If you think you can’t live without your stuff, try this. Rent a storage unit, fill it with anything you don’t need for cooking, sleeping, eating, or working, and don’t use what’s inside for a month. You may be surprised at what you don’t need, and happier with fewer possessions around you.

Money blogger Andrea Reynolds has lived in a space of only 45 square feet but currently lives in 1300 square feet. She is the author of No Surprises: 365 Critical Questions You Need to Ask Each Other Before You Marry… and how to ask them. Readers should order two copies each: www.BitangoBooks.com/365ques.html

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How to sell your (unwanted) web site for needed cash

From the archives: July 29, 2010

© Andrea Reynolds 2009-2014

Eight years ago, when I needed to sell my second mobile home and realtors were only complicating my life, I created a web site to advertise it myself. I found a domain name that clearly defined the site’s purpose. I’d already sold my first mobile home without a realtor in 6 days, so I had some credibility.

I posted a long, bulleted description of my home, a list of contents I could include in the sale, a dozen color photos of the interior and exterior, a map of the area, directions to the front door, the price, and what it would cost to live there.

To add more content I posted other mobile homes for-sale-by-owner in my neighborhood for a small fee. If someone wanted to buy nearby, but didn’t want my home, I figured I’d help others who wanted to sell their mobile homes. Then I started receiving payments from mobile home owners in other states who wanted me to advertise their homes. Suddenly I was operating a business.

I discovered most sellers didn’t know how to market their homes as well as I did to entice buyers to make an offer. How could I help them? I created two digital products to sell: a booklet of 120 tips I used to sell my first mobile home in 6 days, and a set of purchase agreement forms to sign when a verbal offer came in. People started buying them.

Once my home sold and I didn’t need the website, I decided to sell. I held out a year for a reasonable price and received an offer for more than I expected. This turnkey operation included the right to sell my two digital products in perpetuity, but I kept affiliate and resell rights. I won’t say what the selling price was, but it was enough to cover my truck payments for 18 months.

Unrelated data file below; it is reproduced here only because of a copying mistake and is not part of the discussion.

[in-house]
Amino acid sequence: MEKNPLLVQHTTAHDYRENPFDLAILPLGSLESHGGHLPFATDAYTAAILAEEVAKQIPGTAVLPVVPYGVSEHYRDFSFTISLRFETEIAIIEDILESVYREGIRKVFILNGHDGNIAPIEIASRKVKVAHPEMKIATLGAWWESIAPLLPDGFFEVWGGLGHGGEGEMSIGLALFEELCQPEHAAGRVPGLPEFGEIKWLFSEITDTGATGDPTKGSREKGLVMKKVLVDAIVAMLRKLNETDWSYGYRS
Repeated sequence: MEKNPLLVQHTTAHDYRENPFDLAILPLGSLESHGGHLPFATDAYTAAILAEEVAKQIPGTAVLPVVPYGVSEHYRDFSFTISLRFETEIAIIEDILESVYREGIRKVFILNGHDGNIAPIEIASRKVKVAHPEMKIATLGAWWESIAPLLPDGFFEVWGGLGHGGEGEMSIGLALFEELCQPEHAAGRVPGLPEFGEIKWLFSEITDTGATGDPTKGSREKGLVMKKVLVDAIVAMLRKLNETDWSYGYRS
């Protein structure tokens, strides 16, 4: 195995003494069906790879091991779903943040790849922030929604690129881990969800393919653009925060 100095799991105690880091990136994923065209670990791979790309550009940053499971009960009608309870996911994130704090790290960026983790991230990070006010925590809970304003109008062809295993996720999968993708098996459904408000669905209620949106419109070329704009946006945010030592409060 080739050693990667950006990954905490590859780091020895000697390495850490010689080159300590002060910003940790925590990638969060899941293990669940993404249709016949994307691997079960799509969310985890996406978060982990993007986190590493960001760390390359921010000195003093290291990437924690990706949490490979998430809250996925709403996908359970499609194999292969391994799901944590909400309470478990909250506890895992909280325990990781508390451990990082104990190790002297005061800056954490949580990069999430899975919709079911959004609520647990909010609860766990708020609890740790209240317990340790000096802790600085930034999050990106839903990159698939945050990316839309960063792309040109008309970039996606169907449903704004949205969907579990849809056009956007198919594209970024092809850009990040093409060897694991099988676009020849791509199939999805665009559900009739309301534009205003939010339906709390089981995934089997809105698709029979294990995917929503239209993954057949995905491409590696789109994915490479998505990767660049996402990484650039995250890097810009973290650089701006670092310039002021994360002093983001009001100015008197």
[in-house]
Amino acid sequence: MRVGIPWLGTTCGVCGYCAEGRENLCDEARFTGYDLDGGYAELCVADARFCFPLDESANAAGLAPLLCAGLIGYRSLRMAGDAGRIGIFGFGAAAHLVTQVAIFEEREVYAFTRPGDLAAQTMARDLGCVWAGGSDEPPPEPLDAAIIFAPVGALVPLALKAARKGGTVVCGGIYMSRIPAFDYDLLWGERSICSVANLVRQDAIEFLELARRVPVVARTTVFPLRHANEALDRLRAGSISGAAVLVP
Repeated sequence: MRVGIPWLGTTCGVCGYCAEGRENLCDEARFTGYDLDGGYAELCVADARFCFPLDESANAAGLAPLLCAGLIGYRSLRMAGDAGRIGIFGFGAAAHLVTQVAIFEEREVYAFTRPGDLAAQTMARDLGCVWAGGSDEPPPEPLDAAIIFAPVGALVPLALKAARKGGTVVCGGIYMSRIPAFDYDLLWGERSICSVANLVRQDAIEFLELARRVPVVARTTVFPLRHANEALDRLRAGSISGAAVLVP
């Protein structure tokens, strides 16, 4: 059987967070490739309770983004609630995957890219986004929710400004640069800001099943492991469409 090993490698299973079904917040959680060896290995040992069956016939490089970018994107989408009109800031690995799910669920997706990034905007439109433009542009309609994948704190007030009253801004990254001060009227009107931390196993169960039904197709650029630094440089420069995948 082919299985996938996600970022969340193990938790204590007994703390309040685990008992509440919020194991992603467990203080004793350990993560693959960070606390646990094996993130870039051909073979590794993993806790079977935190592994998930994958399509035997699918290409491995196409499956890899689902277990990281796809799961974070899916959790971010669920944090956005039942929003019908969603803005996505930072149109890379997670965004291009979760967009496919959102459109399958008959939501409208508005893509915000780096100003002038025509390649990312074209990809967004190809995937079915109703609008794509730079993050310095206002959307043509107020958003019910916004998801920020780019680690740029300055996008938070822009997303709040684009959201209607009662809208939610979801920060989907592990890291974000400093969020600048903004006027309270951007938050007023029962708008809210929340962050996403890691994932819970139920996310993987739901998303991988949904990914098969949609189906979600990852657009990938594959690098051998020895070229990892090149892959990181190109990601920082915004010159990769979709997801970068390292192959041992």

Do you have a no-longer-needed web site you could sell?

Money blogger Andrea Reynolds is the author of Sell Your Mobile Home in 60 Days: 150 Smart Selling Secrets. Readers can order her e-booklet here: www.BitangoBooks.com/sellhome.html

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Earn money from your blog with tips booklets

From the archives: August 1, 2010


© Andrea Reynolds 2009-2014

Unless you’re Marcus Frind, creator-owner of the dating site, PlentyofFish.com, you probably won’t receive million dollar checks from Google Adsense, as he does. (Source: Interview, CBC TV’s “The Hour,” 4/8/09.) A better bet would be to write something once and sell it many times to many blog readers for a reasonable price.

Think about a subject you’re passionate about and know a great deal about. Then sit down and write 100 or more tips on that subject. Each tip should be no more than 3 sentences, preferably only one sentence, and should start with a verb.

Here’s an example of a tip from my report, “
33 Amenities Speakers Deserve”: Advise your speakers right away of significant program changes and additions: times, audience numbers, location, other speakers who may possibly speak on a similar subject. To arrive at an empty hall or follow another speaker who has just delivered her speech is a speaker’s nightmare!

A simple kitchen tip might be:
Turn nearly-empty salad dressing bottles upside- down in the fridge so the contents will be easier to access the next time. Having the bottle neck at the bottom may also allow you to cram one more item into the fridge door shelf.

Brainstorm 100 or so tips on one specific subject, separate them under sub-headings, add an introduction and some wrap-up remarks, include a bio with your qualifications for writing this booklet and your contact information. Get someone to proofread your booklet, and if necessary, have an editor make the copy sing.

Now you’re an author. Price your new information product somewhere between $5 and $12, and post a description of it on your blog’s sidebar. If your readers like your blog they may buy your booklet, too. Later you may want to write a sequel or even a series of booklets on the same subject.

Money blogger Andrea Reynolds has been a professional writer and editor for more than 3.5 decades. The author of numerous tips booklets herself, she has been known to take clients’ handwritten manuscripts and turn them into tips booklets for them… when asked, and paid.

Want to republish/reprint this blog post? First let's talk about a licensing agreement. I'm a professional writer and I sell my writing.